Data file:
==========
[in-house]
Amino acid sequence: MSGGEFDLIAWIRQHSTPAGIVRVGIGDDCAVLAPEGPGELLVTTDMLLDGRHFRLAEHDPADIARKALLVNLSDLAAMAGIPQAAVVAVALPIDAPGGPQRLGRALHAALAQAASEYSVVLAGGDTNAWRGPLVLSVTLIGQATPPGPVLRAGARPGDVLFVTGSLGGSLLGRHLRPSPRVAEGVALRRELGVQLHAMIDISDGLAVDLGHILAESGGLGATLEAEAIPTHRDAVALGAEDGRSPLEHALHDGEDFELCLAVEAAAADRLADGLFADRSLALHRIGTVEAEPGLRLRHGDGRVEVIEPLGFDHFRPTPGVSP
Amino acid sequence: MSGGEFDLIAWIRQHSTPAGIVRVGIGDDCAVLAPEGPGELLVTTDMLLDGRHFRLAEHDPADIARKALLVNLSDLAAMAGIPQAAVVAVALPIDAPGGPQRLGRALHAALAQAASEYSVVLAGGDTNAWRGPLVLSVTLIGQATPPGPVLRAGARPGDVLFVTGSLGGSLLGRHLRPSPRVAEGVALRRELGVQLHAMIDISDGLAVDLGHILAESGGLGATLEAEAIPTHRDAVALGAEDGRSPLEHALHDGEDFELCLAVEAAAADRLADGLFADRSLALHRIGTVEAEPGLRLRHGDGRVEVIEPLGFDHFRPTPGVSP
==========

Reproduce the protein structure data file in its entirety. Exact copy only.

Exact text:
[in-house]
Amino acid sequence: MSGGEFDLIAWIRQHSTPAGIVRVGIGDDCAVLAPEGPGELLVTTDMLLDGRHFRLAEHDPADIARKALLVNLSDLAAMAGIPQAAVVAVALPIDAPGGPQRLGRALHAALAQAASEYSVVLAGGDTNAWRGPLVLSVTLIGQATPPGPVLRAGARPGDVLFVTGSLGGSLLGRHLRPSPRVAEGVALRRELGVQLHAMIDISDGLAVDLGHILAESGGLGATLEAEAIPTHRDAVALGAEDGRSPLEHALHDGEDFELCLAVEAAAADRLADGLFADRSLALHRIGTVEAEPGLRLRHGDGRVEVIEPLGFDHFRPTPGVSP
Amino acid sequence: MSGGEFDLIAWIRQHSTPAGIVRVGIGDDCAVLAPEGPGELLVTTDMLLDGRHFRLAEHDPADIARKALLVNLSDLAAMAGIPQAAVVAVALPIDAPGGPQRLGRALHAALAQAASEYSVVLAGGDTNAWRGPLVLSVTLIGQATPPGPVLRAGARPGDVLFVTGSLGGSLLGRHLRPSPRVAEGVALRRELGVQLHAMIDISDGLAVDLGHILAESGGLGATLEAEAIPTHRDAVALGAEDGRSPLEHALHDGEDFELCLAVEAAAADRLADGLFADRSLALHRIGTVEAEPGLRLRHGDGRVEVIEPLGFDHFRPTPGVSP